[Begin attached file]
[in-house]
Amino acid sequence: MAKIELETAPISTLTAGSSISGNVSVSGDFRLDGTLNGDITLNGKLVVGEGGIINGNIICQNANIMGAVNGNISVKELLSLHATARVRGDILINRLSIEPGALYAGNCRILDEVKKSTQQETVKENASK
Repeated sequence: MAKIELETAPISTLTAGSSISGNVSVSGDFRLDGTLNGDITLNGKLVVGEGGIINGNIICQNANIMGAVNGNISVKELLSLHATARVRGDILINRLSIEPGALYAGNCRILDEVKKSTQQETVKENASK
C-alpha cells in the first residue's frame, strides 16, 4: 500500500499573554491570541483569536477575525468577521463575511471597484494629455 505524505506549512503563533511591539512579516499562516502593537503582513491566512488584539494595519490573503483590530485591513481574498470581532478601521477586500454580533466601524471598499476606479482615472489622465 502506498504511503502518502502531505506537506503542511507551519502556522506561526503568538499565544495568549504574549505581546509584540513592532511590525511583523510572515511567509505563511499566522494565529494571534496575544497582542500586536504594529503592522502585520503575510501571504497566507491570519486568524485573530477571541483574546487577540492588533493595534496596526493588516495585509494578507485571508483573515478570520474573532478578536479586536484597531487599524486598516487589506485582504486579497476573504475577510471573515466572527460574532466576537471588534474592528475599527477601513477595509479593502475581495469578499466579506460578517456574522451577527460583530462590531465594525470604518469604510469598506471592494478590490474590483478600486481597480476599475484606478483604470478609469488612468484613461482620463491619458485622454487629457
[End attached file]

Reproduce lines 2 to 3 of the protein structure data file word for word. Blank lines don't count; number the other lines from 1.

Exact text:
Amino acid sequence: MAKIELETAPISTLTAGSSISGNVSVSGDFRLDGTLNGDITLNGKLVVGEGGIINGNIICQNANIMGAVNGNISVKELLSLHATARVRGDILINRLSIEPGALYAGNCRILDEVKKSTQQETVKENASK
Repeated sequence: MAKIELETAPISTLTAGSSISGNVSVSGDFRLDGTLNGDITLNGKLVVGEGGIINGNIICQNANIMGAVNGNISVKELLSLHATARVRGDILINRLSIEPGALYAGNCRILDEVKKSTQQETVKENASK